The future of proxy voting

The world of investor communications is changing faster than ever. Global Custodian speaks to Demi Derem, managing director, investor communication solutions, international, at Broadridge, about what is driving radical changes for investors, custodians and shareholders.
By Joe Parsons

Global Custodian: How has proxy voting changed since the 2008 financial crisis?

Demi Derem: It’s no secret that public, media and shareholder scrutiny over how publicly listed companies are run and how decisions are made has significantly increased since 2008.

Good corporate governance, transparency around areas like executive pay and environmental and social considerations have collectively helped put investor communications at the top of the agenda. But investors also want more of a say in how companies are run, believing greater influence on board decisions can improve performance and profitability – ultimately leading to greater returns.

GC: Why are good corporate governance and ESG credentials such an important part of proxy voting today?

DD: Institutional investors recognise the benefits of investing in companies that maintain strong corporate governance and the need to act as an effective steward for their end-investors. They are also prioritising more ‘good’ – environmental, social and governance (ESG), as well as diversity and ethical values.

We’ve also seen the rise of ESG funds in recent years, as a growing proportion of investors look for investment managers and stocks with clear ethical credentials. Good corporate governance underpins these values and helps ensure a firm or fund honours these commitments.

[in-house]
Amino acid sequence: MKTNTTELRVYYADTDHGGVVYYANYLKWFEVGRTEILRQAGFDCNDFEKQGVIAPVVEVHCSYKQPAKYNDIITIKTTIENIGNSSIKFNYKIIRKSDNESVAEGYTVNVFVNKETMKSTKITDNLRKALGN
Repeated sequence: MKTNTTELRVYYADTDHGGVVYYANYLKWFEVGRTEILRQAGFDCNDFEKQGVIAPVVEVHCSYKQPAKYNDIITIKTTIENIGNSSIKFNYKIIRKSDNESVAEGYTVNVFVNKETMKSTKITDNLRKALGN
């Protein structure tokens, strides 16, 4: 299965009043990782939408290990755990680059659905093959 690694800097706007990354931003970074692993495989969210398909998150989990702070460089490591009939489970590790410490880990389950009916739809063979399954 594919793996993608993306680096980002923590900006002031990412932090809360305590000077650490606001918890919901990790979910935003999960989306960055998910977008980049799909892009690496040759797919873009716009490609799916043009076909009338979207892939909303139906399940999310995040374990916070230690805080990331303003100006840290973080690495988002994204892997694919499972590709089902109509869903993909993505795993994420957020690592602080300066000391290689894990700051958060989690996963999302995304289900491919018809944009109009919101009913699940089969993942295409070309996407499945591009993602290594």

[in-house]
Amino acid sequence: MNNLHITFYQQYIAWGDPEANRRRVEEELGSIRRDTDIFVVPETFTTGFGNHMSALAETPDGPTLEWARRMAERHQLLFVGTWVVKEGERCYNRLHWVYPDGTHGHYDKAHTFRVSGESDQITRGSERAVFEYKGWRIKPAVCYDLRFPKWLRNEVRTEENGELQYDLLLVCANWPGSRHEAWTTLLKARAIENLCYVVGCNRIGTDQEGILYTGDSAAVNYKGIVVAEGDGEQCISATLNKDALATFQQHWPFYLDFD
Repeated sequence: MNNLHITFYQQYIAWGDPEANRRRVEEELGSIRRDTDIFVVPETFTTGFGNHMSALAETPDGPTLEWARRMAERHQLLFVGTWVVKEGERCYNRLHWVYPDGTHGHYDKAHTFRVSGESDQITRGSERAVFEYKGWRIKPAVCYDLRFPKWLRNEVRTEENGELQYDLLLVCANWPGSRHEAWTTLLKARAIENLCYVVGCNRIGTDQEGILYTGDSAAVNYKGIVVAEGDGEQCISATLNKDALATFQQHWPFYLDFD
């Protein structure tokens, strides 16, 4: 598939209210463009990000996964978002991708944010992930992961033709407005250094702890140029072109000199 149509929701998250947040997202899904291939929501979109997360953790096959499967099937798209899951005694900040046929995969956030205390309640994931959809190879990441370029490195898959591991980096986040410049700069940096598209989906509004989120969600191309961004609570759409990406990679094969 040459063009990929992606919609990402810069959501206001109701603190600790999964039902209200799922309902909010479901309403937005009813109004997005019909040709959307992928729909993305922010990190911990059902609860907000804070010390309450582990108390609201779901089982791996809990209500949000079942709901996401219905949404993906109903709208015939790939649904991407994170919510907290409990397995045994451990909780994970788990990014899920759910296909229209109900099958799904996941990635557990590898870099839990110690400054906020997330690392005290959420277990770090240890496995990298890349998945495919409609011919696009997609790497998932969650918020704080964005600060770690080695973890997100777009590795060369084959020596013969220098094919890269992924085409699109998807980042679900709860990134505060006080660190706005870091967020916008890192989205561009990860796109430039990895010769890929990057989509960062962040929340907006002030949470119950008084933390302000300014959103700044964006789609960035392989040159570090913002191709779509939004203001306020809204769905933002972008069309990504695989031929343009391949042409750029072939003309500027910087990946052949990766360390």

GC: To what extent has the sector fallen under the scope of regulatory reform and how are you adapting?

DD: The updated Shareholder Rights Directive (SRD) set for 2019 will introduce new requirements around director remuneration, exercising shareholder rights and providing transparency for institutional investors, asset managers and proxy advisors.

Translating SRD into national law by individual EU states by June 2019 will entail potentially costly changes and technology investment that will impact a range of intermediaries and service providers.

Although a positive regulatory initiative for investors, the main challenge will be harmonising market practices, when national regulators have been given a relatively wide scope to interpret and transpose the directive. There is a major risk that we will end up with 27 different versions of the SRD requirements and practices become less standardised.

GC: How is technology, specifically blockchain, changing the investor communications landscape?

DD: Blockchain makes complex business processes in capital markets firms more secure, transparent and efficient. It has obvious applications to proxy voting – providing a single record of shareholder voting activity verified on a blockchain network increases transparency, reduces complexity and risk and eliminates cumbersome reconciliation processes.

We have an ongoing commitment to leading the development and implementation of innovative solutions like blockchain. In March 2018 we completed a first practical use of blockchain for investor voting at the Banco Santander AGM, using our proxy voting blockchain solution.

GC: What could the sector and technology look like in five years’ time?

DD: This is an exciting period for the sector, with public and investor interest, government and regulatory scrutiny and technology innovation all combining to create an environment where transformational change is likely.

Institutional investors and custodians are demanding greater oversight and reporting functionality; they are also seeking ways to differentiate their services from those of their peers. In the future we expect to see a greater emphasis on voting confirmation, better integrated workflow production platforms, a more diverse use of specialist local market research firms and the widespread adoption of risk weighted ESG analytics in investment decision making.

On the technology front, blockchain, AI and robotics will evolve significantly to meet changing investor demands, increased regulatory obligations and the demands of more cost-efficient operating models from custodians and other financial institutions. 

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